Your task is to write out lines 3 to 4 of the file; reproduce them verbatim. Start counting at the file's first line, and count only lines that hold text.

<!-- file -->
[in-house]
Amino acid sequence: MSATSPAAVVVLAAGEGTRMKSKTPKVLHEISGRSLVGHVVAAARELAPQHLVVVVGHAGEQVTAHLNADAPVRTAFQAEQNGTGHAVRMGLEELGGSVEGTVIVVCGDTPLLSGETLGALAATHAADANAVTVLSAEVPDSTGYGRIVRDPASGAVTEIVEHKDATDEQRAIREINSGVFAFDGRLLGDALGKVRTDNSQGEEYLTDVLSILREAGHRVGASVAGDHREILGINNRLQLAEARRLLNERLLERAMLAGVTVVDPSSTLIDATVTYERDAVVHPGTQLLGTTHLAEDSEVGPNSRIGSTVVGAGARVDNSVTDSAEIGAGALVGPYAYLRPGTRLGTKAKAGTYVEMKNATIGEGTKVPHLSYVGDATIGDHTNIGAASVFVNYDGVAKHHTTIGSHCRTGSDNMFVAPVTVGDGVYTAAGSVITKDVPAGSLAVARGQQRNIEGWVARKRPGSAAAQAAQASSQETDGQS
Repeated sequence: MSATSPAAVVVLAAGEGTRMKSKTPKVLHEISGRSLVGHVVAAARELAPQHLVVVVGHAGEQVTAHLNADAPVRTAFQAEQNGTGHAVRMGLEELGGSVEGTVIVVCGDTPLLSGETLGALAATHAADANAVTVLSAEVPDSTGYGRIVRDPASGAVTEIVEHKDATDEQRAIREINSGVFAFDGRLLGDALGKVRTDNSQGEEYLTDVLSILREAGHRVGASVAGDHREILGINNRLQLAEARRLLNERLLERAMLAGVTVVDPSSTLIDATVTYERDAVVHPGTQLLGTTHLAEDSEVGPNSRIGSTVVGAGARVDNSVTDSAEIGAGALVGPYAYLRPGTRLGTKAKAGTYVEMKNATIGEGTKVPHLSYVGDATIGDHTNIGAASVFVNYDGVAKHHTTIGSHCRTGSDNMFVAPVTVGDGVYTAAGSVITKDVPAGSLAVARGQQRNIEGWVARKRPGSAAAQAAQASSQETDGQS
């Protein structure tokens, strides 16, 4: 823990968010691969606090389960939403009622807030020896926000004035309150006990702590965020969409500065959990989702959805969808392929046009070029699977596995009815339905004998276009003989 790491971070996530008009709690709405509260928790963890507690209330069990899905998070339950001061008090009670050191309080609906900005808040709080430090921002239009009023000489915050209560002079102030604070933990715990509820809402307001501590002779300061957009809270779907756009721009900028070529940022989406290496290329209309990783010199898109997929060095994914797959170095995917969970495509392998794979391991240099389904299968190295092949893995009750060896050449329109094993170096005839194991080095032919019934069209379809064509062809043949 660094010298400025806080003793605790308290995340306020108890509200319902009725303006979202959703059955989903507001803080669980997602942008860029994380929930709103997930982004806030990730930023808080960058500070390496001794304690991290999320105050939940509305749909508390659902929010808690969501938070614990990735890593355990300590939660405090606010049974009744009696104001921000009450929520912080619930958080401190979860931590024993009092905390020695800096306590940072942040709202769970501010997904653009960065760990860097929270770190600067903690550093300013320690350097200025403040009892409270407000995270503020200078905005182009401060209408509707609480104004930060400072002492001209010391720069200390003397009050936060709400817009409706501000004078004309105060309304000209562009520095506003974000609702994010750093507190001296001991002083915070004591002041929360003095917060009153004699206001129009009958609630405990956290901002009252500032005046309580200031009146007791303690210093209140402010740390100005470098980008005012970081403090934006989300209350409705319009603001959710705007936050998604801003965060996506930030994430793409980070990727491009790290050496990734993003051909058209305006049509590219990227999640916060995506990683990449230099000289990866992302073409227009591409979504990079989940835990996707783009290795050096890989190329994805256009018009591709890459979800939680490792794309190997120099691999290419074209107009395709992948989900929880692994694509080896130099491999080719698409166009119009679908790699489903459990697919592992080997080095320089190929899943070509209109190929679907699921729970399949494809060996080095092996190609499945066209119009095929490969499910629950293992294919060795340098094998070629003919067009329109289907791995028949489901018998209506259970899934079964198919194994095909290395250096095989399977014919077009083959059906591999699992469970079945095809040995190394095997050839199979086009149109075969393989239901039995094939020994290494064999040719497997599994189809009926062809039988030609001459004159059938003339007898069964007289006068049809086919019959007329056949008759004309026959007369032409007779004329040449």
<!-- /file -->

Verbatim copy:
Repeated sequence: MSATSPAAVVVLAAGEGTRMKSKTPKVLHEISGRSLVGHVVAAARELAPQHLVVVVGHAGEQVTAHLNADAPVRTAFQAEQNGTGHAVRMGLEELGGSVEGTVIVVCGDTPLLSGETLGALAATHAADANAVTVLSAEVPDSTGYGRIVRDPASGAVTEIVEHKDATDEQRAIREINSGVFAFDGRLLGDALGKVRTDNSQGEEYLTDVLSILREAGHRVGASVAGDHREILGINNRLQLAEARRLLNERLLERAMLAGVTVVDPSSTLIDATVTYERDAVVHPGTQLLGTTHLAEDSEVGPNSRIGSTVVGAGARVDNSVTDSAEIGAGALVGPYAYLRPGTRLGTKAKAGTYVEMKNATIGEGTKVPHLSYVGDATIGDHTNIGAASVFVNYDGVAKHHTTIGSHCRTGSDNMFVAPVTVGDGVYTAAGSVITKDVPAGSLAVARGQQRNIEGWVARKRPGSAAAQAAQASSQETDGQS
């Protein structure tokens, strides 16, 4: 823990968010691969606090389960939403009622807030020896926000004035309150006990702590965020969409500065959990989702959805969808392929046009070029699977596995009815339905004998276009003989 790491971070996530008009709690709405509260928790963890507690209330069990899905998070339950001061008090009670050191309080609906900005808040709080430090921002239009009023000489915050209560002079102030604070933990715990509820809402307001501590002779300061957009809270779907756009721009900028070529940022989406290496290329209309990783010199898109997929060095994914797959170095995917969970495509392998794979391991240099389904299968190295092949893995009750060896050449329109094993170096005839194991080095032919019934069209379809064509062809043949 660094010298400025806080003793605790308290995340306020108890509200319902009725303006979202959703059955989903507001803080669980997602942008860029994380929930709103997930982004806030990730930023808080960058500070390496001794304690991290999320105050939940509305749909508390659902929010808690969501938070614990990735890593355990300590939660405090606010049974009744009696104001921000009450929520912080619930958080401190979860931590024993009092905390020695800096306590940072942040709202769970501010997904653009960065760990860097929270770190600067903690550093300013320690350097200025403040009892409270407000995270503020200078905005182009401060209408509707609480104004930060400072002492001209010391720069200390003397009050936060709400817009409706501000004078004309105060309304000209562009520095506003974000609702994010750093507190001296001991002083915070004591002041929360003095917060009153004699206001129009009958609630405990956290901002009252500032005046309580200031009146007791303690210093209140402010740390100005470098980008005012970081403090934006989300209350409705319009603001959710705007936050998604801003965060996506930030994430793409980070990727491009790290050496990734993003051909058209305006049509590219990227999640916060995506990683990449230099000289990866992302073409227009591409979504990079989940835990996707783009290795050096890989190329994805256009018009591709890459979800939680490792794309190997120099691999290419074209107009395709992948989900929880692994694509080896130099491999080719698409166009119009679908790699489903459990697919592992080997080095320089190929899943070509209109190929679907699921729970399949494809060996080095092996190609499945066209119009095929490969499910629950293992294919060795340098094998070629003919067009329109289907791995028949489901018998209506259970899934079964198919194994095909290395250096095989399977014919077009083959059906591999699992469970079945095809040995190394095997050839199979086009149109075969393989239901039995094939020994290494064999040719497997599994189809009926062809039988030609001459004159059938003339007898069964007289006068049809086919019959007329056949008759004309026959007369032409007779004329040449």